Low saturated fat diet
This document is part of the ACI Diet Specifications for Adult Inpatients. It is not to be used for patient education.
To provide a diet low in saturated fat.
Reduced saturated fat and trans fatty acids, replaced by mono- and polyunsaturated fats and oils. For cholesterol-lowering diets, the intakes of soluble dietary fibre, omega-3 fatty acids, soy, plant sterols and stanols and nuts are increased, and foods high in salt are minimised.
- Saturated fat: <7% total energy
- Main dishes and sandwiches: ≤5g saturated fat per serve
- Desserts: <1.5g saturated fat per serve
- Eggs: Up to six per week
- patients at high risk of cardiovascular disease and / or with high cholesterol
- patients with established cardiovascular disease.
Suitable for use in paediatrics when combined with an age-appropriate diet.
Specific menu planning guidelines
|Hot main dishes|
Main dishes ≤5g saturated fat per serve
Lean meat, skinless chicken, fish and eggs
Soy products, e.g. textured vegetable protein (TVP)
Legumes and beans
Fatty meats (e.g. bacon, sausages), offal
Foods cooked in coconut milk
|Sauces, gravies||Low-fat sauces and gravies||Cream-based sauces|
|Starchy vegetables / pasta / rice||All raw, steamed, boiled, or roasted in small amounts of mono or polyunsaturated oils||Fried or roasted vegetables with saturated fat, such as butter, cooking margarine, palm oil or dripping|
|Vegetables||All raw, steamed, boiled, or roasted in small amounts of mono or polyunsaturated oils|
Fried or roasted vegetables with saturated fat, such as butter, cooking margarine, palm oil or dripping
Vegetables served with cream-based or cheese-based sauces
|Soups||Low-fat soups (≤1.5g saturated fat per serve)||Soups made with cream or full-fat milk|
Sandwiches ≤5g saturated fat per serve
Made with mono or polyunsaturated margarine
Salads ≤5g saturated fat per serve
Mayonnaise and dressings made with mono or polyunsaturated fats
|Breads, cereals||Wholegrain and wholemeal varieties preferred||Commercial pastries, cakes and biscuits made with butter or partially hydrogenated oils|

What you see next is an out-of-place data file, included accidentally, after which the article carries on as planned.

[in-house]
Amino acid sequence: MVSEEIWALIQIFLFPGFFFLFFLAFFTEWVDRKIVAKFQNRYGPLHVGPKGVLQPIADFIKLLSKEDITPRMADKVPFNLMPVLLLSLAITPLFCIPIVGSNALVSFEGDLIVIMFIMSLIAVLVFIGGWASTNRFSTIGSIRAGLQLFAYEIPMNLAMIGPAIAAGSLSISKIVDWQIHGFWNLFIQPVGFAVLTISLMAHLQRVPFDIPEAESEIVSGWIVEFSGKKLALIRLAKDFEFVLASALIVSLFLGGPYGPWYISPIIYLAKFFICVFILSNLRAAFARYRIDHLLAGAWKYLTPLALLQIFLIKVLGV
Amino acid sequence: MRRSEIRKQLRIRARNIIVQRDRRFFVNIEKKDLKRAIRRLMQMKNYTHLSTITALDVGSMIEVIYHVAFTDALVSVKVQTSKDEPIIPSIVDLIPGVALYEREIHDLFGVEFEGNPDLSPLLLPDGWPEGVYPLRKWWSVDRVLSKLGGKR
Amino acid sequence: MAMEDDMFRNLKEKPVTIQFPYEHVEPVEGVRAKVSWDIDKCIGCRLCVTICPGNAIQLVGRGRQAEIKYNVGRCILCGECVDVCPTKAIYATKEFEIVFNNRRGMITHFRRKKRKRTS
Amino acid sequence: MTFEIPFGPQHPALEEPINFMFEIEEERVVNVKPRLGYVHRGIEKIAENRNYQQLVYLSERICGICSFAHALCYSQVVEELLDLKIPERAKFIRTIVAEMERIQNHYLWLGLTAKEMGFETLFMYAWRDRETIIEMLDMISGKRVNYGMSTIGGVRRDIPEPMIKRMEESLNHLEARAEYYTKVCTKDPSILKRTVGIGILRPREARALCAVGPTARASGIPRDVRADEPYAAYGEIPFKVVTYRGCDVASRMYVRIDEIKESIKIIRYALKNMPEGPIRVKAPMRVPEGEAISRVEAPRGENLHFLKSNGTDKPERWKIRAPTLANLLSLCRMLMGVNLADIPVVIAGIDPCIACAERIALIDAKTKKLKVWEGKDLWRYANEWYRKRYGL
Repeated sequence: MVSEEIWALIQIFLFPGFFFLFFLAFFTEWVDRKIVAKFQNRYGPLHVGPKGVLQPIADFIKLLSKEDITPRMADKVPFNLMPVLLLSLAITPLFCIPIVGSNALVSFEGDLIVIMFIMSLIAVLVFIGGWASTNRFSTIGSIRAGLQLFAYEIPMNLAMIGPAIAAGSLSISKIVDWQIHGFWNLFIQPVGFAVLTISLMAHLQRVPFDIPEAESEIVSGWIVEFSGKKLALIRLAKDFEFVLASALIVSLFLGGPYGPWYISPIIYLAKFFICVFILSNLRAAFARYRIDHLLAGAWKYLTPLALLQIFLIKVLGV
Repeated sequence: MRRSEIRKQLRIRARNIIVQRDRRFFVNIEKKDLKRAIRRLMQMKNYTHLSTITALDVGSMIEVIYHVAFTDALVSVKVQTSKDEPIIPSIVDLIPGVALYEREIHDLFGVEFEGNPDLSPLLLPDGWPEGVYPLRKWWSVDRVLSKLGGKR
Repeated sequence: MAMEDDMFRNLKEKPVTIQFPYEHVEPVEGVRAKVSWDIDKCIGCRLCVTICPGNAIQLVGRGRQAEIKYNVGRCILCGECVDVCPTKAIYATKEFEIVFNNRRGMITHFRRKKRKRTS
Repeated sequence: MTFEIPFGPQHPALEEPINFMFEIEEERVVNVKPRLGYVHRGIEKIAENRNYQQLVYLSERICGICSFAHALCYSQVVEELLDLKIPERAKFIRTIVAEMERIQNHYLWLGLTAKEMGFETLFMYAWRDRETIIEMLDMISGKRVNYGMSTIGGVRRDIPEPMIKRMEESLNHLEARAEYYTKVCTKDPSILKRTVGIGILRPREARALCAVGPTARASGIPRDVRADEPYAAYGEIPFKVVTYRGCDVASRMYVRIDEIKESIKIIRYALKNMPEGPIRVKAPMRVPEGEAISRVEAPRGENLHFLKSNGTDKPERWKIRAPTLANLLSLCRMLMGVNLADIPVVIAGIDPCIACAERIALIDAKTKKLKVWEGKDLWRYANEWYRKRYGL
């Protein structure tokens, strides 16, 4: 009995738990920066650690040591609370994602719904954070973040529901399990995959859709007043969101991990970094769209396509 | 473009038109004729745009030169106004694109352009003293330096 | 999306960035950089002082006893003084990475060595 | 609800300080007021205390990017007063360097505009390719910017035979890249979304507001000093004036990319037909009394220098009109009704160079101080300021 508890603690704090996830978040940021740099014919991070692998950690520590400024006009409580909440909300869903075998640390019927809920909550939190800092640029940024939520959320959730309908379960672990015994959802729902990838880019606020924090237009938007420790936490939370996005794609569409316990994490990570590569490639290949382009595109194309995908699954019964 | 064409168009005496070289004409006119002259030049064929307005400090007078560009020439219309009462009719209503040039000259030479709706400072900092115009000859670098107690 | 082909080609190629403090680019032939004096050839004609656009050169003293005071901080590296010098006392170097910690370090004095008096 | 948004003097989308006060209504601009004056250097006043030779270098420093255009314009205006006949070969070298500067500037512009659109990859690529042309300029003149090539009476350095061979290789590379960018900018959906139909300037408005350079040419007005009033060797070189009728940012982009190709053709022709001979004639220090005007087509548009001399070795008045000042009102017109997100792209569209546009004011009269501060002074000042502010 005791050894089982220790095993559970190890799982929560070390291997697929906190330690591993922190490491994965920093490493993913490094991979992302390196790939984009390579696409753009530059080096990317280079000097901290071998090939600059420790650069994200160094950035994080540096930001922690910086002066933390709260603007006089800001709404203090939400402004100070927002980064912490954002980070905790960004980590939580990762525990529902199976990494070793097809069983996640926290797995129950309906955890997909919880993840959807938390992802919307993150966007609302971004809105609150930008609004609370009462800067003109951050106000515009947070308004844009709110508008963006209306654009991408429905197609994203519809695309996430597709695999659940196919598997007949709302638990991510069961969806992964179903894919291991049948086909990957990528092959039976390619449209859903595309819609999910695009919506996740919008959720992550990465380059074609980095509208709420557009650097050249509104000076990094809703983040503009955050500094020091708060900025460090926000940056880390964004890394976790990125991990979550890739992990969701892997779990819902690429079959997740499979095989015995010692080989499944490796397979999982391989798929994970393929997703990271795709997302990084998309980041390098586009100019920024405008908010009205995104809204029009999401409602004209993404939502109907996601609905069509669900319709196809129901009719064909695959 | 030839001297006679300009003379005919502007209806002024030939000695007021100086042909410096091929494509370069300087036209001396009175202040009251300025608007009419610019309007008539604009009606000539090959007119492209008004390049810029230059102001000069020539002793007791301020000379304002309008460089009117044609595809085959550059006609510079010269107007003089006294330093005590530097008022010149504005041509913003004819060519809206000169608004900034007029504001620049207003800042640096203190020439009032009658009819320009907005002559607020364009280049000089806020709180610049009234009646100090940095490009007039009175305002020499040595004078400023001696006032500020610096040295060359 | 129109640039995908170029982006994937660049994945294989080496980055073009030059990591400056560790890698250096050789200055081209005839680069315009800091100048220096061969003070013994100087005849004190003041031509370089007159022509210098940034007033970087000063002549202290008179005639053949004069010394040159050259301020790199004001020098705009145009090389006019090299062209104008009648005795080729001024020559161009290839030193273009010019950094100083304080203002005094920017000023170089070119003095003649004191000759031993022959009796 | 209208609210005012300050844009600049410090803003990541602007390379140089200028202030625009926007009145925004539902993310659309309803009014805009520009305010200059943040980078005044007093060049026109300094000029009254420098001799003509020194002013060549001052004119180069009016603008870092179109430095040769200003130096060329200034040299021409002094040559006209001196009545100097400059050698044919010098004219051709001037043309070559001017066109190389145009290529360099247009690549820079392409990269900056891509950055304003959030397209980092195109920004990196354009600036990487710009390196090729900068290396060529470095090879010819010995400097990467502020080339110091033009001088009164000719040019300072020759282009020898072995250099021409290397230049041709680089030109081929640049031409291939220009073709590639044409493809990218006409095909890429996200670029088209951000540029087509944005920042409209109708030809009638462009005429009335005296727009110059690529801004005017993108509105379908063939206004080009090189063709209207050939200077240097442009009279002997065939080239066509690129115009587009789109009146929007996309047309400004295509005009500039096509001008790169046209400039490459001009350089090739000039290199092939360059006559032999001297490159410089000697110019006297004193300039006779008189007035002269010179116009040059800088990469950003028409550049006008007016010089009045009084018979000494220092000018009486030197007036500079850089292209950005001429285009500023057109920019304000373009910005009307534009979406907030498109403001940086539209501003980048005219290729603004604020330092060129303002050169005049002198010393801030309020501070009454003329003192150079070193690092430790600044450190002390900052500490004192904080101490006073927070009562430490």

|Spreads||Mono or polyunsaturated margarine Jam, honey, Vegemite™, peanut butter||Butter|
|Hot breakfast choices|
Boiled and scrambled eggs (note: limit to six eggs in total per week)
Mushrooms, baked beans, tomatoes
|Fried eggs, bacon, hash browns|
|Fruit||Fresh, canned and dried fruits||-|
|Yoghurt||Low-fat yoghurts||Full-cream yoghurts|
Desserts with ≤1.5g saturated fat per serve
Low-fat ice-cream, custard and creamy rice
Full-fat ice-cream or custard
|Milk and cheese|
Low-fat milk, skim milk
Low-fat cottage cheese and ricotta
Cream, sour cream
Full-fat cheeses (e.g. cheddar)
|Beverages||Water, tea, coffee, cordial, juices||Full-fat milk|
|Biscuits||Plain low-fat biscuits with ≤2g saturated fat per serve (e.g. Granita™, Shredded Wheatmeal™, Milk Coffee™, Milk Arrowroot™)||Commercial biscuits made with butter or partially hydrogenated oils|
Unsalted nuts and seeds
Herbs and spices
Salted nuts and seeds
- National Heart Foundation of Australia. Position statement: dietary fats and dietary sterols for cardiovascular health. 2009.
- Dietitians Association of Australia. Nutrition manual. 8th ed. Canberra: DAA; 2009.
- National Heart Foundation of Australia and the Cardiac Society of Australia and New Zealand. Position statement on lipid management – 2005. Heart Lung and Circulation 2005;14:275-91.